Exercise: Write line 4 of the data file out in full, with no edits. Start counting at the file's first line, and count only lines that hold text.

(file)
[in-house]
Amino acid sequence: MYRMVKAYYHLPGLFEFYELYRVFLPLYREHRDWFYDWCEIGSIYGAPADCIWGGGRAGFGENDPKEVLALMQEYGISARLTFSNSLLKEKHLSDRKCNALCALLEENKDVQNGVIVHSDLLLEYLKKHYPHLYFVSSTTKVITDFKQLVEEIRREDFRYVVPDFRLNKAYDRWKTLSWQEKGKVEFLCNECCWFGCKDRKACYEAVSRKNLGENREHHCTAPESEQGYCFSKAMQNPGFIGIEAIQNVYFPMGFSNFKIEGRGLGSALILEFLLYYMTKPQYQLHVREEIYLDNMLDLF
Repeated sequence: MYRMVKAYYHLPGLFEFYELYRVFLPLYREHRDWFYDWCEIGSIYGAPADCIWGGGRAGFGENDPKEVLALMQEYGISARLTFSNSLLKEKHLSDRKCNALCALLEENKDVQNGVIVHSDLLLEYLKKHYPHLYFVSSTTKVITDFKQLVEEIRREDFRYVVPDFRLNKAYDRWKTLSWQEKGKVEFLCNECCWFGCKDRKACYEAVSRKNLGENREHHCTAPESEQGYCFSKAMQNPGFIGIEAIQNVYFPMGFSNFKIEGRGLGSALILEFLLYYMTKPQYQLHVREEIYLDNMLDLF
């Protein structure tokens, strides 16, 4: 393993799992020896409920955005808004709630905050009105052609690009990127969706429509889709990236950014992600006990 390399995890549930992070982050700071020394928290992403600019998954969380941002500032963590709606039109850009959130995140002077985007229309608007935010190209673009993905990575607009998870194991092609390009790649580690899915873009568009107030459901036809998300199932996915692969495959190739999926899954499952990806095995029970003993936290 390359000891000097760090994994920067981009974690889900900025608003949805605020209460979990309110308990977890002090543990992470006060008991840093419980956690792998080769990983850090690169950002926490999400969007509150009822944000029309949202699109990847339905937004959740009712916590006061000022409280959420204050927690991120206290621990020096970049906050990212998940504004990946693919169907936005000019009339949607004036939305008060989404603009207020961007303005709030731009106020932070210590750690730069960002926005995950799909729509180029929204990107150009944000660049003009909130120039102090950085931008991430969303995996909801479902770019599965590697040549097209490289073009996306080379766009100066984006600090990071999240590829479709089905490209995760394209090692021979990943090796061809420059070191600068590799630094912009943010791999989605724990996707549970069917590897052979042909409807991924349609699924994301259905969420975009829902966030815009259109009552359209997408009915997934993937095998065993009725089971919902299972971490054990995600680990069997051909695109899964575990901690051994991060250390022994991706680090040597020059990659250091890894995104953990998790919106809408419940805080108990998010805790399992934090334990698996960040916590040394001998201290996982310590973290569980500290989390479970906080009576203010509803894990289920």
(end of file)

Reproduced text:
């Protein structure tokens, strides 16, 4: 393993799992020896409920955005808004709630905050009105052609690009990127969706429509889709990236950014992600006990 390399995890549930992070982050700071020394928290992403600019998954969380941002500032963590709606039109850009959130995140002077985007229309608007935010190209673009993905990575607009998870194991092609390009790649580690899915873009568009107030459901036809998300199932996915692969495959190739999926899954499952990806095995029970003993936290 390359000891000097760090994994920067981009974690889900900025608003949805605020209460979990309110308990977890002090543990992470006060008991840093419980956690792998080769990983850090690169950002926490999400969007509150009822944000029309949202699109990847339905937004959740009712916590006061000022409280959420204050927690991120206290621990020096970049906050990212998940504004990946693919169907936005000019009339949607004036939305008060989404603009207020961007303005709030731009106020932070210590750690730069960002926005995950799909729509180029929204990107150009944000660049003009909130120039102090950085931008991430969303995996909801479902770019599965590697040549097209490289073009996306080379766009100066984006600090990071999240590829479709089905490209995760394209090692021979990943090796061809420059070191600068590799630094912009943010791999989605724990996707549970069917590897052979042909409807991924349609699924994301259905969420975009829902966030815009259109009552359209997408009915997934993937095998065993009725089971919902299972971490054990995600680990069997051909695109899964575990901690051994991060250390022994991706680090040597020059990659250091890894995104953990998790919106809408419940805080108990998010805790399992934090334990698996960040916590040394001998201290996982310590973290569980500290989390479970906080009576203010509803894990289920």